James Petts’s practice is in the fields of Chancery and commercial, with a particular focus on contentious matters involving especial forensic rigour, either in terms of the law or facts, including claims involving an element of fraud or where there are serious disputes of primary fact (e.g. relating to undue influence or disputed oral agreements).
James’s interest in claims involving a significant element of fraud or dishonesty come from the first three years of his practice at the Bar in which he practised in criminal law, before going on to develop a successful Chancery and commercial practice. James is the (civil) education secretary to the Fraud Lawyers’ Association and contributes to Westlaw Topics on fraud related subjects.
Commercial & Business Disputes
James acts in relation to commercial chancery matters, including insolvency, unfair prejudice petitions, and trusts disputes in a commercial context.
- Appearing successfully for the defendant in a trial regarding the alleged surrender of a charge over property by virtue of the mortgagee having proved in bankruptcy, disclosing the charge but erroneously failing to state its value.
- Acting for the defendant in an intimated claim to enforce an Australian judgment for costs arising out of a failed attempt by the defendant to enforce her own English judgment against the defendant in Australia (in circumstances where the claimant had been declared bankrupt in Singapore but not discharged from that bankruptcy) and in relation to the recovery of the original judgment debt from the claimant.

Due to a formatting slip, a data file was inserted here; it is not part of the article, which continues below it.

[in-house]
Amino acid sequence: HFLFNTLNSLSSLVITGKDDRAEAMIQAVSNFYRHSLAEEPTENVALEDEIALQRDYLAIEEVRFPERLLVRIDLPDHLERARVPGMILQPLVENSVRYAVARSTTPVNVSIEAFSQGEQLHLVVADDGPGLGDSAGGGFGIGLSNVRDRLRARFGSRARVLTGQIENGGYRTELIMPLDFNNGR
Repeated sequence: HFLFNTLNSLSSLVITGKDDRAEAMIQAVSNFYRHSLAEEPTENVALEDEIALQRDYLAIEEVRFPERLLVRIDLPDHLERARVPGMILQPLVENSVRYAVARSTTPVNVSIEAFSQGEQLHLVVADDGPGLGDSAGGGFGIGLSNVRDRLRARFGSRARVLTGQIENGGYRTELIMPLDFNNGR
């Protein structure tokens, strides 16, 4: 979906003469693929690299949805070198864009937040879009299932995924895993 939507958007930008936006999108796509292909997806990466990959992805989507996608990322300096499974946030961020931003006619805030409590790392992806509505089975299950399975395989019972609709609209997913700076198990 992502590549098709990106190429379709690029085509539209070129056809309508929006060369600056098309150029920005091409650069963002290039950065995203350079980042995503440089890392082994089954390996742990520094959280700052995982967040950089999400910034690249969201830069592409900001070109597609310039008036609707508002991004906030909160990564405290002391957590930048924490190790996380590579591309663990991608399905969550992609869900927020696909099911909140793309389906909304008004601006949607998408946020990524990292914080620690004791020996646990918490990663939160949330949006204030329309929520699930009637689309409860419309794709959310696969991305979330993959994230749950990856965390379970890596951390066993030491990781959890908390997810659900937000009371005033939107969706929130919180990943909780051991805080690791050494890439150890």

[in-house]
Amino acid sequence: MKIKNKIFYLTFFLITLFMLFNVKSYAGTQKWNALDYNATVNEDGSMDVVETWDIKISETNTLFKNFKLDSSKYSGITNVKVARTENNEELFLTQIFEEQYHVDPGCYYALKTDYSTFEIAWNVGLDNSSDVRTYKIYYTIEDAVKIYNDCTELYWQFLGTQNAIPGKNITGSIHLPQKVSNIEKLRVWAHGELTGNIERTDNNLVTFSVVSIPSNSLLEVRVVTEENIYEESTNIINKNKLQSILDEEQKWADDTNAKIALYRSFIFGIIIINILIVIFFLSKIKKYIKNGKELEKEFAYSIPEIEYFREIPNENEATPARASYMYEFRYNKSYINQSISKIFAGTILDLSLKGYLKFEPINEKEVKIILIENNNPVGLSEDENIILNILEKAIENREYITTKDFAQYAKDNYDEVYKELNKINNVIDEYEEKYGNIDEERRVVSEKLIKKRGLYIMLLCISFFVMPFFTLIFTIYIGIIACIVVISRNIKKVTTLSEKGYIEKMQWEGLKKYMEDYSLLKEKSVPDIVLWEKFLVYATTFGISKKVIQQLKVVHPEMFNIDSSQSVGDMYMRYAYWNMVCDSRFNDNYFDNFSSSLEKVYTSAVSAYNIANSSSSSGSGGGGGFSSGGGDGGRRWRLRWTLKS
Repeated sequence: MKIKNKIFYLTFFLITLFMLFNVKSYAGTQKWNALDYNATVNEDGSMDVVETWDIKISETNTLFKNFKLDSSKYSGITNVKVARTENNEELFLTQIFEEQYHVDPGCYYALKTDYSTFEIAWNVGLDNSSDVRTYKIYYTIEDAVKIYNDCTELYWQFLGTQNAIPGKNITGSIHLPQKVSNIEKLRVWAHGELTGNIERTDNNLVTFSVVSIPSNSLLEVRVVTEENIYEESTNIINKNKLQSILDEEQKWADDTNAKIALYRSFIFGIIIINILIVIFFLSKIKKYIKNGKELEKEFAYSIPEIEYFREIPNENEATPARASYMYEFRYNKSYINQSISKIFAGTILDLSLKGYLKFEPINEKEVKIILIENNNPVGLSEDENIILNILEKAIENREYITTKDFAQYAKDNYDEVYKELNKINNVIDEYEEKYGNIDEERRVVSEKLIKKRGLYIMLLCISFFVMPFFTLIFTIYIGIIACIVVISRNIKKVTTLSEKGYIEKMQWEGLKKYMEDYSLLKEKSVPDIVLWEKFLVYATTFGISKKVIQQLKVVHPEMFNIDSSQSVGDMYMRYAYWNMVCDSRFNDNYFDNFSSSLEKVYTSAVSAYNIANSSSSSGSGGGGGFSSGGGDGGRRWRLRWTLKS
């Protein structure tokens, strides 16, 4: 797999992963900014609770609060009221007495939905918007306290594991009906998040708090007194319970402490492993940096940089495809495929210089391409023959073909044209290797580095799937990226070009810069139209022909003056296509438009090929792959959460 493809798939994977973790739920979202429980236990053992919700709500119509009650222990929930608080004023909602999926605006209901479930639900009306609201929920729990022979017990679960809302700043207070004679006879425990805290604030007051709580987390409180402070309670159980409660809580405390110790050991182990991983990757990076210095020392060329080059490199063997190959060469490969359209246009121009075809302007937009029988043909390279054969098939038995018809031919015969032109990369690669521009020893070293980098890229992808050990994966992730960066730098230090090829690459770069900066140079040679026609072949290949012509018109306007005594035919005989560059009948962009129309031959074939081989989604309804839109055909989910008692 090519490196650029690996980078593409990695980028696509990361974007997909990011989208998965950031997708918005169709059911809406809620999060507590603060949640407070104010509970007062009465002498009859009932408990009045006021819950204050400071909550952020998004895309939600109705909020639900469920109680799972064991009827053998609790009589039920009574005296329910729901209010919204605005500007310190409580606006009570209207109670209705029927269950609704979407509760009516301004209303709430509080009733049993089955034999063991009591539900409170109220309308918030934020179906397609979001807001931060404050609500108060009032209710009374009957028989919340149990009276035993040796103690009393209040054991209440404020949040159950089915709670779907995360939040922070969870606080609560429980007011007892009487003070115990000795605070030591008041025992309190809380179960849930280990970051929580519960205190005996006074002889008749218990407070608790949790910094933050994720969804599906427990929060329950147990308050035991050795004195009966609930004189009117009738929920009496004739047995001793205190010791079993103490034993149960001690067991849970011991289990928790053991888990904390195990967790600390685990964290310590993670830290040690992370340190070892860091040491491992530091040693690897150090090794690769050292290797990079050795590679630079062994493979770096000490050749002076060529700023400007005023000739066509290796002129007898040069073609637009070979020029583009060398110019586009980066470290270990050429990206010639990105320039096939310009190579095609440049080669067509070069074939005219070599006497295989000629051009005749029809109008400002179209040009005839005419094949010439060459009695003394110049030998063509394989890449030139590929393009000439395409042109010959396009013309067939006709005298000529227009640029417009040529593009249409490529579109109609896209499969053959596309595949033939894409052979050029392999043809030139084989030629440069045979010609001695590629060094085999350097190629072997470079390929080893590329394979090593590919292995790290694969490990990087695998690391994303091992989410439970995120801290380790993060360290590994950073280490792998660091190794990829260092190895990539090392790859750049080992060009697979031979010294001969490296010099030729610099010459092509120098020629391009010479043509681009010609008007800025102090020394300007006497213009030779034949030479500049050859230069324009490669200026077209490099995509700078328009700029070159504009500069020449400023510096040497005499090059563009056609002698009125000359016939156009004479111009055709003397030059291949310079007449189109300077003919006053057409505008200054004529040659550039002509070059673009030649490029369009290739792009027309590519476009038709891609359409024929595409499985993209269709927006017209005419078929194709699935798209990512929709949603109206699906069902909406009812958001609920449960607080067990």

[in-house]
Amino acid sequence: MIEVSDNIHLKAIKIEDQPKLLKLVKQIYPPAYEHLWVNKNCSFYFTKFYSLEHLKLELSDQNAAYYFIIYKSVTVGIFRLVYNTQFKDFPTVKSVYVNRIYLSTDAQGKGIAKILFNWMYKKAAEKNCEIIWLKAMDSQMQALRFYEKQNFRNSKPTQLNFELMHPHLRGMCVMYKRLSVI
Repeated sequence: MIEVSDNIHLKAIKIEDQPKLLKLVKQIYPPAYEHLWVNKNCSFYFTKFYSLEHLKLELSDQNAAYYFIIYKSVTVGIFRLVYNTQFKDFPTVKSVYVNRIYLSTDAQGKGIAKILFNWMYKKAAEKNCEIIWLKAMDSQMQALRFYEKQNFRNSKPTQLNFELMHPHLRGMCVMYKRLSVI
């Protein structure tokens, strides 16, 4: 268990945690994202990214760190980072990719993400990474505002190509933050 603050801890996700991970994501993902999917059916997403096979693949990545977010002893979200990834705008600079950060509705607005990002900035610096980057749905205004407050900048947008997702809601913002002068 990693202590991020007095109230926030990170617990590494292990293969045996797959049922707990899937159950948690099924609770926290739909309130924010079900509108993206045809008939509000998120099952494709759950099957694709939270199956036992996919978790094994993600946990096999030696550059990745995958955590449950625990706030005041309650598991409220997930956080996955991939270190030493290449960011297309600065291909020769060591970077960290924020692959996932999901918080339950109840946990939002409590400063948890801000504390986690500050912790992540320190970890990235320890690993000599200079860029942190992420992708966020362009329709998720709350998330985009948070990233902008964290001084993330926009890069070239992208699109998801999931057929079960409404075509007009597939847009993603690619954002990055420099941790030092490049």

- Acting for the claimants in a claim in the High Court for a declaration of trust over shares in a special purpose vehicle intended for the development of a substantial parcel of land.
- Acting for a defendant to a High Court claim in proprietary estoppel and a simultaneous unfair prejudice petition arising out of a joint restaurant business in London after the personal relationship between the defendant and the claimant had broken down.
- Acting for the defendant in intimated litigation brought by a major outsourcing company used by a high street bank arising out of an allegedly mistaken payment of just over £2m made by the bank to a company under his control.
- Maqsood v. Mahmood  EWCA Civ. 251 (mentioned in the White Book at para. 3.4.18) – appeal against a striking out of claim at trial (having not appeared below) on the basis that, contrary to the judge’s judgment, the claims were not lacking in merit; appeal dismissed on the basis that the arguments now advanced could not readily have been perceived by the judge on the way that the case was put before him, and concerned a difficult area of law (proprietary remedies for unjust enrichment) that the court did not think this the appropriate case to address. That issue of law was ultimately resolved by the Supreme Court in Re D&D Wines  1 W. L. R. 3179.
- LL. B. (hons. – first class) University of Reading
- B. C. L., St. Hugh’s College, Oxford
- Bar Standards Board Independent Decision-making Body
- Civil education secretary, Fraud Lawyers’ Association
- Advocacy trainer, Middle Temple
Associations & Memberships
- Chancery Bar Association
- Fraud Lawyers’ Association
- London Common Law and Commercial Bar Association
- Middle Temple
- Encyclopaedia of Forms and Precedents – vol. 3(1) auctioneers, estate agents and valuers – co-contributor, 2018 and 2022 reissues
- Westlaw Topics – sole contributor to:
- deceit and fraudulent misrepresentation;
- dishonest assistance; and
- knowing receipt
- The substance of the rule of law – International Bar Association Journal, September 2019
- Licences, death, wills and trespass  P. C. B. 169
James E. Petts is a self-employed, independent barrister whose practice is regulated by the Bar Standards Board [Bar Council Ref 44149]. He is fully insured with the Bar Mutual Indemnity Fund [BMIF Ref 2360/084] to provide legal services, please refer to the BMIF website for full details of the world-wide cover provided. He is registered for VAT under the reference 661114567.